It's interestingly that the Hatch-Waxman Act allows generic drug makers to bypass extensive testing requirements and enter the market with clinical tests if they can show the FDA their generic drug is equivalent to the patented brand-name drug, and can carry the same product labeling. In PLOVA, Inc. v Mensing 131 S.Ct.2567 (2011) the Supreme Court ruled that the "sameness" requirement of the Hatch-Waxman Act pre-empted State law duties that imposed stricter labeling requirements on generic drugs. Mutual Pharmaceuticals argued before the Supreme Court that the design-defect law obstructed the purpose of federal law. Hatch-Waxman created the solution by providing an efficient procedure for inexpensive generic drugs to enter the marketplace simply by matching their branded counterparts. Simple. It solves the problem. The only problem is the Sulindac® didn't "match" Clinoril™. Sulindac® failed to reach the safety threshold needed to enter the market place without jumping the hurdles.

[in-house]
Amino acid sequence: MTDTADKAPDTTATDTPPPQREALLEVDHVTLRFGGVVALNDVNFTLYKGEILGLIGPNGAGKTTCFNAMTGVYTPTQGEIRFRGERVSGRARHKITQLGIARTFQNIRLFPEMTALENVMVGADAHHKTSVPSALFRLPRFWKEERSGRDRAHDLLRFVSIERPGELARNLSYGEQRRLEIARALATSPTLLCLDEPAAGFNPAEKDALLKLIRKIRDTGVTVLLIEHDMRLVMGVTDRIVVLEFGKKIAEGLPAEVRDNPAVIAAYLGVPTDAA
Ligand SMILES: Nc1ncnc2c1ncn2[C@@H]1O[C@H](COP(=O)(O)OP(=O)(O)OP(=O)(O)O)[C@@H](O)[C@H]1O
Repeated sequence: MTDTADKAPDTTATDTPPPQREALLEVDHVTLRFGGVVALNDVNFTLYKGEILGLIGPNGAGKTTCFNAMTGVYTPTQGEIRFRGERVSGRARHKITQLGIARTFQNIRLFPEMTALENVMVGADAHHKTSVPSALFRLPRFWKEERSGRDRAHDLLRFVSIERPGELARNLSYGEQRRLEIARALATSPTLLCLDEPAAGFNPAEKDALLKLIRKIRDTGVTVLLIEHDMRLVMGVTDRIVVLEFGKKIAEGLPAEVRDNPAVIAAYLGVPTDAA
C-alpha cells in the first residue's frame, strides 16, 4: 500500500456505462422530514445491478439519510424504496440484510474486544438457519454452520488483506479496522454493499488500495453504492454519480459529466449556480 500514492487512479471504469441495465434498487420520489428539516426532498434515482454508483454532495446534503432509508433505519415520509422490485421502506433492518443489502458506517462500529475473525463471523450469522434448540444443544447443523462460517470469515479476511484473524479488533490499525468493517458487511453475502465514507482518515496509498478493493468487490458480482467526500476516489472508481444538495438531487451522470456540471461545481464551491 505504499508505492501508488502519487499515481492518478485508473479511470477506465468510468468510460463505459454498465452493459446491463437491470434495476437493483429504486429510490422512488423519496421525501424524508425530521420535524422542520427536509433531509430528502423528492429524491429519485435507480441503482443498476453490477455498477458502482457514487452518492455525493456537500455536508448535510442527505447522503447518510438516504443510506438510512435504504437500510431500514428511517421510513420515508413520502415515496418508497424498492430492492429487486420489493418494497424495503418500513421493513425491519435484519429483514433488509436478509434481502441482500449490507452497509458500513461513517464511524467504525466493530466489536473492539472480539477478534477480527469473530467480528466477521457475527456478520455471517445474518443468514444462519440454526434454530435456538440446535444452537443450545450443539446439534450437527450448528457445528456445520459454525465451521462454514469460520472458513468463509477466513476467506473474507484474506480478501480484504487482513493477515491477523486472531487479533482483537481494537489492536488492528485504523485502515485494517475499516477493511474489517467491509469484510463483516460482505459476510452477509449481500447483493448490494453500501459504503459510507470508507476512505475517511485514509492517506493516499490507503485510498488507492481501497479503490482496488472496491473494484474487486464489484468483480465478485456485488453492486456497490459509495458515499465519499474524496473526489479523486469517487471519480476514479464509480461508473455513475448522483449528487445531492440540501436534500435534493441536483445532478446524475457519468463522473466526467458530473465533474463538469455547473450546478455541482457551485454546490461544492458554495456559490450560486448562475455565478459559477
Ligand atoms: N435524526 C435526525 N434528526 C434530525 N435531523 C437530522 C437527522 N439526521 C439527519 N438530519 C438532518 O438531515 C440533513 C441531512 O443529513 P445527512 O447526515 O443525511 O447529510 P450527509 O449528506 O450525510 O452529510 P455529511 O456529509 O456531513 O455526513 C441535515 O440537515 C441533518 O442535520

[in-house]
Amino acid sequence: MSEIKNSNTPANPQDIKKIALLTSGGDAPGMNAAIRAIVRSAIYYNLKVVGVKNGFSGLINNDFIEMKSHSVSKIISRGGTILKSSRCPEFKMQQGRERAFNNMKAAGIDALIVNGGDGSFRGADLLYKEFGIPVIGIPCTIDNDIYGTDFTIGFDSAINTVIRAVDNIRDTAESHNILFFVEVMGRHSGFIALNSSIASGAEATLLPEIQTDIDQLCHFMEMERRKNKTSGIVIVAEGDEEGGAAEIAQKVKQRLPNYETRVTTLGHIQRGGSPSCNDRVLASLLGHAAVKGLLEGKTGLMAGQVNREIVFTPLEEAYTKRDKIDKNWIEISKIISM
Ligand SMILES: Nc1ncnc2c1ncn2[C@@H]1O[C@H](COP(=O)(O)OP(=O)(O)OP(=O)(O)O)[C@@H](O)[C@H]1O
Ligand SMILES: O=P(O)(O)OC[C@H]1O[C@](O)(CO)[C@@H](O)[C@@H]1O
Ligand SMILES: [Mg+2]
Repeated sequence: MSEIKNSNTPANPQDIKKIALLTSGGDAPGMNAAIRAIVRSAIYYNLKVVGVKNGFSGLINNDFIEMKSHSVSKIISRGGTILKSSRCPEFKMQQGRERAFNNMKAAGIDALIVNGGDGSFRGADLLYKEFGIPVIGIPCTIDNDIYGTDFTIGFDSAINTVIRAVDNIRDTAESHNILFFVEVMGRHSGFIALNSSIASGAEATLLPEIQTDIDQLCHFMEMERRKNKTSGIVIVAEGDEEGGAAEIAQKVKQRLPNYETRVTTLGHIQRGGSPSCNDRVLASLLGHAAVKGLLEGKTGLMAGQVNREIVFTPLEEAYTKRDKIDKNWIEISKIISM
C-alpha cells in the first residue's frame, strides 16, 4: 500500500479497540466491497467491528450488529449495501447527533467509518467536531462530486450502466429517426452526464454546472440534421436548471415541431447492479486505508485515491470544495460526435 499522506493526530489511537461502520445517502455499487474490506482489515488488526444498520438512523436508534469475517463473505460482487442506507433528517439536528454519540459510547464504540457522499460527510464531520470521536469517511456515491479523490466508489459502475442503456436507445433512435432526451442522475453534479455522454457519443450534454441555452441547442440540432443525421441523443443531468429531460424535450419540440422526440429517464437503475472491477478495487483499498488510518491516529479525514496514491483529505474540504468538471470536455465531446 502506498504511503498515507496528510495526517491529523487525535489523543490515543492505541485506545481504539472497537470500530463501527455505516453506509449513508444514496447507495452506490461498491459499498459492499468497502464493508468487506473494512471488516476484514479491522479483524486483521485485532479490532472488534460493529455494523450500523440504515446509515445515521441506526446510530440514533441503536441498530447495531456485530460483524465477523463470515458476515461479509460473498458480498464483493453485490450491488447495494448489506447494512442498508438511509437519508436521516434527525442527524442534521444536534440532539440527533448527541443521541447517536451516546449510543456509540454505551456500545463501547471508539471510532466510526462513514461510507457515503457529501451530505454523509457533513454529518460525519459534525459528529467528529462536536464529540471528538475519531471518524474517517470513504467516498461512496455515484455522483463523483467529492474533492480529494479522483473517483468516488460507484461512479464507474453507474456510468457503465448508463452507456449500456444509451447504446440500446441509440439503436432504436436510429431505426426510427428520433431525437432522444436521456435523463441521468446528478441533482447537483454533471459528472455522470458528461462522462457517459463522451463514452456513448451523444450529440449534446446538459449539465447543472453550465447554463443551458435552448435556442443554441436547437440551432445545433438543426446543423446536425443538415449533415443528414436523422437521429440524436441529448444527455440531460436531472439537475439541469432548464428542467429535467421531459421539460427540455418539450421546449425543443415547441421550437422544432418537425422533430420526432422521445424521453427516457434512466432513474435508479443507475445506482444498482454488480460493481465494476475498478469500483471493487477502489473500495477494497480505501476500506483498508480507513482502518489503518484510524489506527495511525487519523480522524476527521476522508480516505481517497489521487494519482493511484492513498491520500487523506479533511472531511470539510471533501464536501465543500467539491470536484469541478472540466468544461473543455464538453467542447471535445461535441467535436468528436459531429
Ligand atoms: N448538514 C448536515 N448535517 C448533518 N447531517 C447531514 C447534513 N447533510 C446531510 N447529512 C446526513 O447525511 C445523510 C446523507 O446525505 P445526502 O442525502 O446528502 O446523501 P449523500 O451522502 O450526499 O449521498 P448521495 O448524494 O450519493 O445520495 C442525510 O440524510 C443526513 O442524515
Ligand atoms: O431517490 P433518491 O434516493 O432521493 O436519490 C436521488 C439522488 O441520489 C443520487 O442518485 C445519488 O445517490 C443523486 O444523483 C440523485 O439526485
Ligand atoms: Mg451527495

During the appeals process, the 1st Circuit appeared to see what the the US Supreme Court failed to see. The question is, why didn't the Supreme Court see what the New Hampshire District Court saw, and what the United States 1st Circuit Court of Appeals saw? Clearly, the Supreme Court wasn't looking. The question is: why? Is it possible someone asked them not to? Who? Someone in the West Wing of the White House, perhaps. We can assume Karen Bartlett, maimed for life by Mutual's sulindac, didn't. So, let's go back to the West Wing and Obama's 2012 run for the roses—and the Democrats attempt to take back the House of Representatives. Prior to 2011 the largest pharmaceutical political briber through the use of campaign contributions was Pfizer. In 2011-12 Pfizer dropped to second place. Their legal bribes to political candidates totaled $1,814,766.00, dwarfed only by Mutual Pharmaceuticals who doled out $2,332,500.00 to purchase patronage. Merck & Co., who owns the Clinoril™ brand, dropped to number five, doling out a mere $1,297,771.00 in legal bribes to Democrats in the same time period.